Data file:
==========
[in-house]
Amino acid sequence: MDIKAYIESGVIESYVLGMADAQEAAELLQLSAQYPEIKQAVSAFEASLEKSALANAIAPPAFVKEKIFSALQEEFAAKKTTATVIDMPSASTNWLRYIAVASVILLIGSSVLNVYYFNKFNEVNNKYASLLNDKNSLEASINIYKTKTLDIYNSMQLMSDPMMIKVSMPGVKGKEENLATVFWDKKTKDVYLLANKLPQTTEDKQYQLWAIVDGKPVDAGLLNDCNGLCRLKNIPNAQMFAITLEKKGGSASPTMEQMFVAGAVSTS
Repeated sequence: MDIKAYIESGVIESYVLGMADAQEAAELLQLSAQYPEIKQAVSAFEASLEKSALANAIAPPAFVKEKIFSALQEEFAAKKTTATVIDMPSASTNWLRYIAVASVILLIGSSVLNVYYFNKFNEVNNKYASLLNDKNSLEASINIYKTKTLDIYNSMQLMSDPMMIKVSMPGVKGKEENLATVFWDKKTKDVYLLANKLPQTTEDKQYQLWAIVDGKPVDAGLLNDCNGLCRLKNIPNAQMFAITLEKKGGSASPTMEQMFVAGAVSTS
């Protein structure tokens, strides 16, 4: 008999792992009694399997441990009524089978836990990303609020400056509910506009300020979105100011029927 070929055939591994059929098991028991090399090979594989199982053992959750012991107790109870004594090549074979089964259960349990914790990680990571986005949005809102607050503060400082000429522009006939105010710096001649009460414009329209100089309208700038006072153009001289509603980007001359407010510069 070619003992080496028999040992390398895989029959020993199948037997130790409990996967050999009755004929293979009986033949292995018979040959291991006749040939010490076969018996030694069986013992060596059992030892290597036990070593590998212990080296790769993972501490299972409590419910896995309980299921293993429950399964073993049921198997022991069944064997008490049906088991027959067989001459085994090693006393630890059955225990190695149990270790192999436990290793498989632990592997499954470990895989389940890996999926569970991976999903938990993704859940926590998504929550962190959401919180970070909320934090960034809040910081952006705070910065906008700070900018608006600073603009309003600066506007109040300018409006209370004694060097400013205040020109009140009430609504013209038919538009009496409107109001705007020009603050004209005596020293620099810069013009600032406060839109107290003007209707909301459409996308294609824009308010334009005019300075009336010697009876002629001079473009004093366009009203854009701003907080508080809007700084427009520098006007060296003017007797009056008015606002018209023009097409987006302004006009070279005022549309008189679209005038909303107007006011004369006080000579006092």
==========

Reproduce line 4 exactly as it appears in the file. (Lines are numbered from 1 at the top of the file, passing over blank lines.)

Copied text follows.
């Protein structure tokens, strides 16, 4: 008999792992009694399997441990009524089978836990990303609020400056509910506009300020979105100011029927 070929055939591994059929098991028991090399090979594989199982053992959750012991107790109870004594090549074979089964259960349990914790990680990571986005949005809102607050503060400082000429522009006939105010710096001649009460414009329209100089309208700038006072153009001289509603980007001359407010510069 070619003992080496028999040992390398895989029959020993199948037997130790409990996967050999009755004929293979009986033949292995018979040959291991006749040939010490076969018996030694069986013992060596059992030892290597036990070593590998212990080296790769993972501490299972409590419910896995309980299921293993429950399964073993049921198997022991069944064997008490049906088991027959067989001459085994090693006393630890059955225990190695149990270790192999436990290793498989632990592997499954470990895989389940890996999926569970991976999903938990993704859940926590998504929550962190959401919180970070909320934090960034809040910081952006705070910065906008700070900018608006600073603009309003600066506007109040300018409006209370004694060097400013205040020109009140009430609504013209038919538009009496409107109001705007020009603050004209005596020293620099810069013009600032406060839109107290003007209707909301459409996308294609824009308010334009005019300075009336010697009876002629001079473009004093366009009203854009701003907080508080809007700084427009520098006007060296003017007797009056008015606002018209023009097409987006302004006009070279005022549309008189679209005038909303107007006011004369006080000579006092």